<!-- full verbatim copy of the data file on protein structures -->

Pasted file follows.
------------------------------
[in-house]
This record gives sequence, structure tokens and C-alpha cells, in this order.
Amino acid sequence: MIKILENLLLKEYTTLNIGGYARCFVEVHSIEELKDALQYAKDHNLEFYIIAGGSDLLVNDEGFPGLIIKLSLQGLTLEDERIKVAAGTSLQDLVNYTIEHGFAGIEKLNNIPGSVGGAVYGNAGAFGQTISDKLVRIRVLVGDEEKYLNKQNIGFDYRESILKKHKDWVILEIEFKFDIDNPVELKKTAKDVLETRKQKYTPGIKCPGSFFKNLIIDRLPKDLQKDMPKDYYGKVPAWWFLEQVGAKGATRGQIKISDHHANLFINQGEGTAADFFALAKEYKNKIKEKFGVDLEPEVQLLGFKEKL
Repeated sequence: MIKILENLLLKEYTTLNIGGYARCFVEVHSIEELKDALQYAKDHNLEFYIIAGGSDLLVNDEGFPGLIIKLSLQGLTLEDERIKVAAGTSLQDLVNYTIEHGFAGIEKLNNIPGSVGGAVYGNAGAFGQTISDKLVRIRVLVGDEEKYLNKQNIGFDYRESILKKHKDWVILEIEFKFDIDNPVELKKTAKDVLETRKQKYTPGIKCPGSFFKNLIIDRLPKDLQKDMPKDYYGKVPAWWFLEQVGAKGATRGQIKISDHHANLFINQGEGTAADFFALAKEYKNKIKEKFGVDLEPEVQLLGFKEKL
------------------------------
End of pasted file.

[in-house]
This record gives sequence, structure tokens and C-alpha cells, in this order.
Amino acid sequence: MIKILENLLLKEYTTLNIGGYARCFVEVHSIEELKDALQYAKDHNLEFYIIAGGSDLLVNDEGFPGLIIKLSLQGLTLEDERIKVAAGTSLQDLVNYTIEHGFAGIEKLNNIPGSVGGAVYGNAGAFGQTISDKLVRIRVLVGDEEKYLNKQNIGFDYRESILKKHKDWVILEIEFKFDIDNPVELKKTAKDVLETRKQKYTPGIKCPGSFFKNLIIDRLPKDLQKDMPKDYYGKVPAWWFLEQVGAKGATRGQIKISDHHANLFINQGEGTAADFFALAKEYKNKIKEKFGVDLEPEVQLLGFKEKL
Repeated sequence: MIKILENLLLKEYTTLNIGGYARCFVEVHSIEELKDALQYAKDHNLEFYIIAGGSDLLVNDEGFPGLIIKLSLQGLTLEDERIKVAAGTSLQDLVNYTIEHGFAGIEKLNNIPGSVGGAVYGNAGAFGQTISDKLVRIRVLVGDEEKYLNKQNIGFDYRESILKKHKDWVILEIEFKFDIDNPVELKKTAKDVLETRKQKYTPGIKCPGSFFKNLIIDRLPKDLQKDMPKDYYGKVPAWWFLEQVGAKGATRGQIKISDHHANLFINQGEGTAADFFALAKEYKNKIKEKFGVDLEPEVQLLGFKEKL